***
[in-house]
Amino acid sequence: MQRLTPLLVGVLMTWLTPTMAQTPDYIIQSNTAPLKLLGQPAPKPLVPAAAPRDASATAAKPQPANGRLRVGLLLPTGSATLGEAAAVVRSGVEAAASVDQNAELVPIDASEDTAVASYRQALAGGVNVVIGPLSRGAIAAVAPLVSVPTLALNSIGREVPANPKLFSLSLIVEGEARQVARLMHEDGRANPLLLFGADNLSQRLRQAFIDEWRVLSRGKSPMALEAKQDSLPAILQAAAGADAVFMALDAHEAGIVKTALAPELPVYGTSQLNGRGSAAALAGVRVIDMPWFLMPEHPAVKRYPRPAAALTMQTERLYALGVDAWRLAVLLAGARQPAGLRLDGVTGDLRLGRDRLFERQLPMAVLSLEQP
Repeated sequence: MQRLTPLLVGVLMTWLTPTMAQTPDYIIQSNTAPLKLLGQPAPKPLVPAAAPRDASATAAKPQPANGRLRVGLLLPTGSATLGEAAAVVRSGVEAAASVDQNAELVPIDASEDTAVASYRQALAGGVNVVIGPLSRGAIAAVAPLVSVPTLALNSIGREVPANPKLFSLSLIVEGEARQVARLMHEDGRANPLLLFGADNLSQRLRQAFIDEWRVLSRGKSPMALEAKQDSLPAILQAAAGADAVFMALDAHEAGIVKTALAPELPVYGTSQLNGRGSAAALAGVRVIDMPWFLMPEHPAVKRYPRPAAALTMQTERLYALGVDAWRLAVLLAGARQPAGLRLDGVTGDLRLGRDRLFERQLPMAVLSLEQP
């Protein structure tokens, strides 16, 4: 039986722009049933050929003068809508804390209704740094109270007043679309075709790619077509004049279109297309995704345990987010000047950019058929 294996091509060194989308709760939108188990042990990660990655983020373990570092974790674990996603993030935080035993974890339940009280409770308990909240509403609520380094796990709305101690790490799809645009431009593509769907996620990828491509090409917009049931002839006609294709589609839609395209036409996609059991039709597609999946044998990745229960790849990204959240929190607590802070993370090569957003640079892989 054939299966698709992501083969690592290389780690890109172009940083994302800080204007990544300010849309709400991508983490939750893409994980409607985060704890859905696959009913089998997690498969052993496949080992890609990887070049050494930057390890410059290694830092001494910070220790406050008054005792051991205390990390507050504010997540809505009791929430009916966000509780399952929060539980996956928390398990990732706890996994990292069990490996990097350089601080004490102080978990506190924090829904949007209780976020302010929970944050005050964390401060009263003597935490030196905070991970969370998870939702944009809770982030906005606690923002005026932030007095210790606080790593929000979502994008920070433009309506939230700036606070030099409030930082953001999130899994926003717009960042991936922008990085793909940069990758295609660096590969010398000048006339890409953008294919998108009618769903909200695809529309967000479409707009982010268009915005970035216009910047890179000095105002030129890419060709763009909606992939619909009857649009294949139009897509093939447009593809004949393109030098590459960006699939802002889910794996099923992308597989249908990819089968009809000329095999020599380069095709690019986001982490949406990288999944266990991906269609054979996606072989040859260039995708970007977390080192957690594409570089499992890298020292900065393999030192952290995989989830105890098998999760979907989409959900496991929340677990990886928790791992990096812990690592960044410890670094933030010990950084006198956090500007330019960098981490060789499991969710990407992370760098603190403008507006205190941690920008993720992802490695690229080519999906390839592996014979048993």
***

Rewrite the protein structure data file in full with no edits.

[in-house]
Amino acid sequence: MQRLTPLLVGVLMTWLTPTMAQTPDYIIQSNTAPLKLLGQPAPKPLVPAAAPRDASATAAKPQPANGRLRVGLLLPTGSATLGEAAAVVRSGVEAAASVDQNAELVPIDASEDTAVASYRQALAGGVNVVIGPLSRGAIAAVAPLVSVPTLALNSIGREVPANPKLFSLSLIVEGEARQVARLMHEDGRANPLLLFGADNLSQRLRQAFIDEWRVLSRGKSPMALEAKQDSLPAILQAAAGADAVFMALDAHEAGIVKTALAPELPVYGTSQLNGRGSAAALAGVRVIDMPWFLMPEHPAVKRYPRPAAALTMQTERLYALGVDAWRLAVLLAGARQPAGLRLDGVTGDLRLGRDRLFERQLPMAVLSLEQP
Repeated sequence: MQRLTPLLVGVLMTWLTPTMAQTPDYIIQSNTAPLKLLGQPAPKPLVPAAAPRDASATAAKPQPANGRLRVGLLLPTGSATLGEAAAVVRSGVEAAASVDQNAELVPIDASEDTAVASYRQALAGGVNVVIGPLSRGAIAAVAPLVSVPTLALNSIGREVPANPKLFSLSLIVEGEARQVARLMHEDGRANPLLLFGADNLSQRLRQAFIDEWRVLSRGKSPMALEAKQDSLPAILQAAAGADAVFMALDAHEAGIVKTALAPELPVYGTSQLNGRGSAAALAGVRVIDMPWFLMPEHPAVKRYPRPAAALTMQTERLYALGVDAWRLAVLLAGARQPAGLRLDGVTGDLRLGRDRLFERQLPMAVLSLEQP
């Protein structure tokens, strides 16, 4: 039986722009049933050929003068809508804390209704740094109270007043679309075709790619077509004049279109297309995704345990987010000047950019058929 294996091509060194989308709760939108188990042990990660990655983020373990570092974790674990996603993030935080035993974890339940009280409770308990909240509403609520380094796990709305101690790490799809645009431009593509769907996620990828491509090409917009049931002839006609294709589609839609395209036409996609059991039709597609999946044998990745229960790849990204959240929190607590802070993370090569957003640079892989 054939299966698709992501083969690592290389780690890109172009940083994302800080204007990544300010849309709400991508983490939750893409994980409607985060704890859905696959009913089998997690498969052993496949080992890609990887070049050494930057390890410059290694830092001494910070220790406050008054005792051991205390990390507050504010997540809505009791929430009916966000509780399952929060539980996956928390398990990732706890996994990292069990490996990097350089601080004490102080978990506190924090829904949007209780976020302010929970944050005050964390401060009263003597935490030196905070991970969370998870939702944009809770982030906005606690923002005026932030007095210790606080790593929000979502994008920070433009309506939230700036606070030099409030930082953001999130899994926003717009960042991936922008990085793909940069990758295609660096590969010398000048006339890409953008294919998108009618769903909200695809529309967000479409707009982010268009915005970035216009910047890179000095105002030129890419060709763009909606992939619909009857649009294949139009897509093939447009593809004949393109030098590459960006699939802002889910794996099923992308597989249908990819089968009809000329095999020599380069095709690019986001982490949406990288999944266990991906269609054979996606072989040859260039995708970007977390080192957690594409570089499992890298020292900065393999030192952290995989989830105890098998999760979907989409959900496991929340677990990886928790791992990096812990690592960044410890670094933030010990950084006198956090500007330019960098981490060789499991969710990407992370760098603190403008507006205190941690920008993720992802490695690229080519999906390839592996014979048993």